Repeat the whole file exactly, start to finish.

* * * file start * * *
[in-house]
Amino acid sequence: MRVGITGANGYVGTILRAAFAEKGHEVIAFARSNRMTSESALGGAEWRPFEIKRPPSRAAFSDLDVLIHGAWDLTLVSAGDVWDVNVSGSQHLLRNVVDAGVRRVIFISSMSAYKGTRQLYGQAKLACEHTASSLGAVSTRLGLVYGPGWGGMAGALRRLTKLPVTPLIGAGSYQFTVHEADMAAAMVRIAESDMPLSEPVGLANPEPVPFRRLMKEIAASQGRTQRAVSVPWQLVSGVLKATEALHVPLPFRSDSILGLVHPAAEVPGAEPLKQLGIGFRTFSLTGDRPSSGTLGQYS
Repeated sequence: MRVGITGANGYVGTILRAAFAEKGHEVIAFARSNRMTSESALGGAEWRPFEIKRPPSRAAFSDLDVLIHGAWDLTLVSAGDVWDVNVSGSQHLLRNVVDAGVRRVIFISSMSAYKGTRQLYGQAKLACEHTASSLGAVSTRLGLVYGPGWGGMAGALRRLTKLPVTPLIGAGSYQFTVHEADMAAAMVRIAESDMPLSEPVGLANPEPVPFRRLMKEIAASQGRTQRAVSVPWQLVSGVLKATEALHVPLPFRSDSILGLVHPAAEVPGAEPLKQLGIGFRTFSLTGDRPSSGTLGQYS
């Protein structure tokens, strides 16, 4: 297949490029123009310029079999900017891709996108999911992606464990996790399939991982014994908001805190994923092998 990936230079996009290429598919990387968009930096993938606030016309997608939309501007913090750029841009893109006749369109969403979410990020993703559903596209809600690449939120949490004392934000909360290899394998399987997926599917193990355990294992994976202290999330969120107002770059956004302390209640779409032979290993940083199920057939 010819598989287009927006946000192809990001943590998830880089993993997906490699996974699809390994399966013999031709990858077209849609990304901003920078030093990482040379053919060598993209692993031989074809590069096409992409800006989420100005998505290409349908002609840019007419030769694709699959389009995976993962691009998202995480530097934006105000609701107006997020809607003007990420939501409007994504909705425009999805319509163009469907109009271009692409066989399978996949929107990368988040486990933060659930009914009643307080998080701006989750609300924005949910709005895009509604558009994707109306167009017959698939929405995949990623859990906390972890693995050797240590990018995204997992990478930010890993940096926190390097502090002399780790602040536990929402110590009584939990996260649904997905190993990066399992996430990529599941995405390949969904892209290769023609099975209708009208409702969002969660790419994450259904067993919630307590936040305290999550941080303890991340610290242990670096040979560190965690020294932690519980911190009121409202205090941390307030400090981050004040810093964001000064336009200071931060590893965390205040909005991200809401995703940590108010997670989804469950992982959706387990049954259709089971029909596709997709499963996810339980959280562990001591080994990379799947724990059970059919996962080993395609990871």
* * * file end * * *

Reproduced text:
[in-house]
Amino acid sequence: MRVGITGANGYVGTILRAAFAEKGHEVIAFARSNRMTSESALGGAEWRPFEIKRPPSRAAFSDLDVLIHGAWDLTLVSAGDVWDVNVSGSQHLLRNVVDAGVRRVIFISSMSAYKGTRQLYGQAKLACEHTASSLGAVSTRLGLVYGPGWGGMAGALRRLTKLPVTPLIGAGSYQFTVHEADMAAAMVRIAESDMPLSEPVGLANPEPVPFRRLMKEIAASQGRTQRAVSVPWQLVSGVLKATEALHVPLPFRSDSILGLVHPAAEVPGAEPLKQLGIGFRTFSLTGDRPSSGTLGQYS
Repeated sequence: MRVGITGANGYVGTILRAAFAEKGHEVIAFARSNRMTSESALGGAEWRPFEIKRPPSRAAFSDLDVLIHGAWDLTLVSAGDVWDVNVSGSQHLLRNVVDAGVRRVIFISSMSAYKGTRQLYGQAKLACEHTASSLGAVSTRLGLVYGPGWGGMAGALRRLTKLPVTPLIGAGSYQFTVHEADMAAAMVRIAESDMPLSEPVGLANPEPVPFRRLMKEIAASQGRTQRAVSVPWQLVSGVLKATEALHVPLPFRSDSILGLVHPAAEVPGAEPLKQLGIGFRTFSLTGDRPSSGTLGQYS
């Protein structure tokens, strides 16, 4: 297949490029123009310029079999900017891709996108999911992606464990996790399939991982014994908001805190994923092998 990936230079996009290429598919990387968009930096993938606030016309997608939309501007913090750029841009893109006749369109969403979410990020993703559903596209809600690449939120949490004392934000909360290899394998399987997926599917193990355990294992994976202290999330969120107002770059956004302390209640779409032979290993940083199920057939 010819598989287009927006946000192809990001943590998830880089993993997906490699996974699809390994399966013999031709990858077209849609990304901003920078030093990482040379053919060598993209692993031989074809590069096409992409800006989420100005998505290409349908002609840019007419030769694709699959389009995976993962691009998202995480530097934006105000609701107006997020809607003007990420939501409007994504909705425009999805319509163009469907109009271009692409066989399978996949929107990368988040486990933060659930009914009643307080998080701006989750609300924005949910709005895009509604558009994707109306167009017959698939929405995949990623859990906390972890693995050797240590990018995204997992990478930010890993940096926190390097502090002399780790602040536990929402110590009584939990996260649904997905190993990066399992996430990529599941995405390949969904892209290769023609099975209708009208409702969002969660790419994450259904067993919630307590936040305290999550941080303890991340610290242990670096040979560190965690020294932690519980911190009121409202205090941390307030400090981050004040810093964001000064336009200071931060590893965390205040909005991200809401995703940590108010997670989804469950992982959706387990049954259709089971029909596709997709499963996810339980959280562990001591080994990379799947724990059970059919996962080993395609990871």